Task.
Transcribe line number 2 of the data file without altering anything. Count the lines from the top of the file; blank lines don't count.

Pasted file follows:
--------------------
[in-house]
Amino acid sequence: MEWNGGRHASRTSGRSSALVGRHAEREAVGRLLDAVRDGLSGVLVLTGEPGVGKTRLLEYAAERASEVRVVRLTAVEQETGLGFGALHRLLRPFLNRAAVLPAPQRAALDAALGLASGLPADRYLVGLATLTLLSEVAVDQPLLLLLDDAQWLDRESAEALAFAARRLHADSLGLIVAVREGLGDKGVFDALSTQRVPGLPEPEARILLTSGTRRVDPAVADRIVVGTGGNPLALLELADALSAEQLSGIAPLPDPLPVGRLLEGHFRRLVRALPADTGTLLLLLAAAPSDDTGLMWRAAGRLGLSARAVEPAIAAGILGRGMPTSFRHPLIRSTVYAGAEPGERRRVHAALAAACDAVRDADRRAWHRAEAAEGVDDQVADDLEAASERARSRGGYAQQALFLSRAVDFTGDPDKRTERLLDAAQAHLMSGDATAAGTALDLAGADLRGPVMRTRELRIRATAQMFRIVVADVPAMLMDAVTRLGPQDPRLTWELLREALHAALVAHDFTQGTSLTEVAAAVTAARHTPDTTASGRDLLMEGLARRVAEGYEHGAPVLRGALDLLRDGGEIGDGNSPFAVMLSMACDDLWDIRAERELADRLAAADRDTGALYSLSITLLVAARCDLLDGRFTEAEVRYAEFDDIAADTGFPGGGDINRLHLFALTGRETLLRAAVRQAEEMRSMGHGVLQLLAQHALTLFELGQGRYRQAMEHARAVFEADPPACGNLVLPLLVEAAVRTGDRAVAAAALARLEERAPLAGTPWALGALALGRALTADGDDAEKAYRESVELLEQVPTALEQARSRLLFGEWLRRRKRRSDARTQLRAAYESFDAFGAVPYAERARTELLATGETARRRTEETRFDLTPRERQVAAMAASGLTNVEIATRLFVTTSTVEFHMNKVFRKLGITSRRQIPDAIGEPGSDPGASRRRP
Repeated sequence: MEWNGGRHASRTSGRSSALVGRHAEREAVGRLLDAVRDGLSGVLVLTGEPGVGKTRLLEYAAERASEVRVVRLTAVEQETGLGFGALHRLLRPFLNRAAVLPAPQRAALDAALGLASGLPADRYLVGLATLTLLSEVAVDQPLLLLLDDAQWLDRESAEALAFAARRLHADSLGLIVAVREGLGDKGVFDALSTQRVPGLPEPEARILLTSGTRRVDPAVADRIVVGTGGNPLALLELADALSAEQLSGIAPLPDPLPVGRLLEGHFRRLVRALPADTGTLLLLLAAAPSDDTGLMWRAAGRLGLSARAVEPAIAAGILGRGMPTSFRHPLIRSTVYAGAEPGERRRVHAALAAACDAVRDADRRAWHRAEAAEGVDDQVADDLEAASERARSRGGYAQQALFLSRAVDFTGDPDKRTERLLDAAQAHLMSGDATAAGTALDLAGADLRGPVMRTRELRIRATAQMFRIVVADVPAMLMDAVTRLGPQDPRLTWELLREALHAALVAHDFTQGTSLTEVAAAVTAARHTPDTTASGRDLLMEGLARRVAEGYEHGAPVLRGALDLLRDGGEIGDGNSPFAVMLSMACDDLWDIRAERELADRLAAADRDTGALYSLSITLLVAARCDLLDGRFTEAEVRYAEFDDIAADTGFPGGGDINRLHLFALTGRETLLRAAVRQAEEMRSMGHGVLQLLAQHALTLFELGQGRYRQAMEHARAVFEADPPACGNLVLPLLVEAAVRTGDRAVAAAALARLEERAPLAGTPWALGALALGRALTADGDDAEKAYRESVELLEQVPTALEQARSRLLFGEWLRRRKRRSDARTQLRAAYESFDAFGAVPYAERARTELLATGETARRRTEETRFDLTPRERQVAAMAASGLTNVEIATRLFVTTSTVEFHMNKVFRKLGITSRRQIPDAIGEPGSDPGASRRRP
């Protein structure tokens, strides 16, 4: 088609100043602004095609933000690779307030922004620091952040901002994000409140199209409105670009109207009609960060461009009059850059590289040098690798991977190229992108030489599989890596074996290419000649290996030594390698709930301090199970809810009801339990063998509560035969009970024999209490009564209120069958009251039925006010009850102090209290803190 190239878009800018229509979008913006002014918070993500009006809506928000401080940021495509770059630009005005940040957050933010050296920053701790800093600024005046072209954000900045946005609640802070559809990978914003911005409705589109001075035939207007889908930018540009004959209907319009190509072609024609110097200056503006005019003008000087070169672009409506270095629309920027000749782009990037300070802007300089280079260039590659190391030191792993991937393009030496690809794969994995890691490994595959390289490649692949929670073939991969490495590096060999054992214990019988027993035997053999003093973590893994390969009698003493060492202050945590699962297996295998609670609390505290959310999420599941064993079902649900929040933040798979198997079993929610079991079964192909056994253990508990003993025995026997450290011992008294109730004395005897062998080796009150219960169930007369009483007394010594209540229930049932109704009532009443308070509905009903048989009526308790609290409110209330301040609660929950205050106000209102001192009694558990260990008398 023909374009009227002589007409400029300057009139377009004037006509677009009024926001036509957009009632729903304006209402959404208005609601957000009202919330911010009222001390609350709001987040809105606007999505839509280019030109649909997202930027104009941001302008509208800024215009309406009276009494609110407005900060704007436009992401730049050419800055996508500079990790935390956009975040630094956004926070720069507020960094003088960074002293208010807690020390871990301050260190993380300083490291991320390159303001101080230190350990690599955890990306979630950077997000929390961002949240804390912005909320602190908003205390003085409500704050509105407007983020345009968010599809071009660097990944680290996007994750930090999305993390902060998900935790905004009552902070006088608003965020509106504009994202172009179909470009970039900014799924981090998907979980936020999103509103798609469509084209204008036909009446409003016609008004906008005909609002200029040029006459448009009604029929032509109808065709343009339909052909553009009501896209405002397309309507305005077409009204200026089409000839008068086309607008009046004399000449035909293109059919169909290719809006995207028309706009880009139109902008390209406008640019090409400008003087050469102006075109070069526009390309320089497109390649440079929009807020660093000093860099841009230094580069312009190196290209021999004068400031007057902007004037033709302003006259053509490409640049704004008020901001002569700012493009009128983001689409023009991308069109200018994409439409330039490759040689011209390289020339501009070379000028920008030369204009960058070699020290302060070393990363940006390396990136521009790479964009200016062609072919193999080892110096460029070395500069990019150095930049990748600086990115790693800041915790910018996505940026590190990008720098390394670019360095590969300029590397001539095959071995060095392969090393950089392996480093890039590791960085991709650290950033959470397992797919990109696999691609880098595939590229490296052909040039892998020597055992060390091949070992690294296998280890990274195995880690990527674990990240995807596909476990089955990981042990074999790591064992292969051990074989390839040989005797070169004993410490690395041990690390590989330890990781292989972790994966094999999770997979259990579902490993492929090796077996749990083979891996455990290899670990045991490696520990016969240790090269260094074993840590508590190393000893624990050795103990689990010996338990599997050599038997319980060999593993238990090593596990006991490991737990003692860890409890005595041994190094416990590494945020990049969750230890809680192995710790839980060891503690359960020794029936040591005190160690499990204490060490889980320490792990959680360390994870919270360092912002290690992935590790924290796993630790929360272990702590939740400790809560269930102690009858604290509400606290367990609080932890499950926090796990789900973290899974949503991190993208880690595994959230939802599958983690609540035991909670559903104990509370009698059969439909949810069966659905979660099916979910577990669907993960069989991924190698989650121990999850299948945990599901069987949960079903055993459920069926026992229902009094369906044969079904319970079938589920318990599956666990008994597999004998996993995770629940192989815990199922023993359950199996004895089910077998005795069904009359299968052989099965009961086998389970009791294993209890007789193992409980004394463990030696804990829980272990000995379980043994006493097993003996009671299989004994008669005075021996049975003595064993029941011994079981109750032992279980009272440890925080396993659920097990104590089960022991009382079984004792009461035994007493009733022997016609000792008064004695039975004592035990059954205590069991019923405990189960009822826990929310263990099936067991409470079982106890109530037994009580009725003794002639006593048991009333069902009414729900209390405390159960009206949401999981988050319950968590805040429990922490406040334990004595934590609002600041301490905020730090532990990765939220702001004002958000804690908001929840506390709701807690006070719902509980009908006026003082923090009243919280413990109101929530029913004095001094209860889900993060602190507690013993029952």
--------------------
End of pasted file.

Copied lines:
Amino acid sequence: MEWNGGRHASRTSGRSSALVGRHAEREAVGRLLDAVRDGLSGVLVLTGEPGVGKTRLLEYAAERASEVRVVRLTAVEQETGLGFGALHRLLRPFLNRAAVLPAPQRAALDAALGLASGLPADRYLVGLATLTLLSEVAVDQPLLLLLDDAQWLDRESAEALAFAARRLHADSLGLIVAVREGLGDKGVFDALSTQRVPGLPEPEARILLTSGTRRVDPAVADRIVVGTGGNPLALLELADALSAEQLSGIAPLPDPLPVGRLLEGHFRRLVRALPADTGTLLLLLAAAPSDDTGLMWRAAGRLGLSARAVEPAIAAGILGRGMPTSFRHPLIRSTVYAGAEPGERRRVHAALAAACDAVRDADRRAWHRAEAAEGVDDQVADDLEAASERARSRGGYAQQALFLSRAVDFTGDPDKRTERLLDAAQAHLMSGDATAAGTALDLAGADLRGPVMRTRELRIRATAQMFRIVVADVPAMLMDAVTRLGPQDPRLTWELLREALHAALVAHDFTQGTSLTEVAAAVTAARHTPDTTASGRDLLMEGLARRVAEGYEHGAPVLRGALDLLRDGGEIGDGNSPFAVMLSMACDDLWDIRAERELADRLAAADRDTGALYSLSITLLVAARCDLLDGRFTEAEVRYAEFDDIAADTGFPGGGDINRLHLFALTGRETLLRAAVRQAEEMRSMGHGVLQLLAQHALTLFELGQGRYRQAMEHARAVFEADPPACGNLVLPLLVEAAVRTGDRAVAAAALARLEERAPLAGTPWALGALALGRALTADGDDAEKAYRESVELLEQVPTALEQARSRLLFGEWLRRRKRRSDARTQLRAAYESFDAFGAVPYAERARTELLATGETARRRTEETRFDLTPRERQVAAMAASGLTNVEIATRLFVTTSTVEFHMNKVFRKLGITSRRQIPDAIGEPGSDPGASRRRP